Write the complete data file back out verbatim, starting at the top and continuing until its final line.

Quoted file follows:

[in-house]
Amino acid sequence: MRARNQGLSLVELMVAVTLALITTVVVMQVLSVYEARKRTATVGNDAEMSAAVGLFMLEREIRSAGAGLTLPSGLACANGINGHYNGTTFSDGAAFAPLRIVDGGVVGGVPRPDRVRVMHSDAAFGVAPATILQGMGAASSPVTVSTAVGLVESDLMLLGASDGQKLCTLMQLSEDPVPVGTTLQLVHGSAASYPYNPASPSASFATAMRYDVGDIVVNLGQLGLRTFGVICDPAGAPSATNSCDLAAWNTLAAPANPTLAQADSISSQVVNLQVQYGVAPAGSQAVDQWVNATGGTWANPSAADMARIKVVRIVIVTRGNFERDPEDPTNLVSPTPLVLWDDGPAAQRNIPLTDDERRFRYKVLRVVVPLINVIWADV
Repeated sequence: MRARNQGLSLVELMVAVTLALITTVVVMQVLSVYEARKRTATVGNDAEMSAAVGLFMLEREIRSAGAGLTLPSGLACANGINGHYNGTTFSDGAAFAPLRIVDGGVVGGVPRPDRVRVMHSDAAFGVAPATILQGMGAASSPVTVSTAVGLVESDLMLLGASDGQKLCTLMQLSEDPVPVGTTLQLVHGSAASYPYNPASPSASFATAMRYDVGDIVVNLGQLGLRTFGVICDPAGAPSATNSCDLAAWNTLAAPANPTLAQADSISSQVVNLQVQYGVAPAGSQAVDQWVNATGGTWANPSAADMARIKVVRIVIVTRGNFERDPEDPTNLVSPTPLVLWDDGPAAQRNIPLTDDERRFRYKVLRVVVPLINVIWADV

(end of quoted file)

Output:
[in-house]
Amino acid sequence: MRARNQGLSLVELMVAVTLALITTVVVMQVLSVYEARKRTATVGNDAEMSAAVGLFMLEREIRSAGAGLTLPSGLACANGINGHYNGTTFSDGAAFAPLRIVDGGVVGGVPRPDRVRVMHSDAAFGVAPATILQGMGAASSPVTVSTAVGLVESDLMLLGASDGQKLCTLMQLSEDPVPVGTTLQLVHGSAASYPYNPASPSASFATAMRYDVGDIVVNLGQLGLRTFGVICDPAGAPSATNSCDLAAWNTLAAPANPTLAQADSISSQVVNLQVQYGVAPAGSQAVDQWVNATGGTWANPSAADMARIKVVRIVIVTRGNFERDPEDPTNLVSPTPLVLWDDGPAAQRNIPLTDDERRFRYKVLRVVVPLINVIWADV
Repeated sequence: MRARNQGLSLVELMVAVTLALITTVVVMQVLSVYEARKRTATVGNDAEMSAAVGLFMLEREIRSAGAGLTLPSGLACANGINGHYNGTTFSDGAAFAPLRIVDGGVVGGVPRPDRVRVMHSDAAFGVAPATILQGMGAASSPVTVSTAVGLVESDLMLLGASDGQKLCTLMQLSEDPVPVGTTLQLVHGSAASYPYNPASPSASFATAMRYDVGDIVVNLGQLGLRTFGVICDPAGAPSATNSCDLAAWNTLAAPANPTLAQADSISSQVVNLQVQYGVAPAGSQAVDQWVNATGGTWANPSAADMARIKVVRIVIVTRGNFERDPEDPTNLVSPTPLVLWDDGPAAQRNIPLTDDERRFRYKVLRVVVPLINVIWADV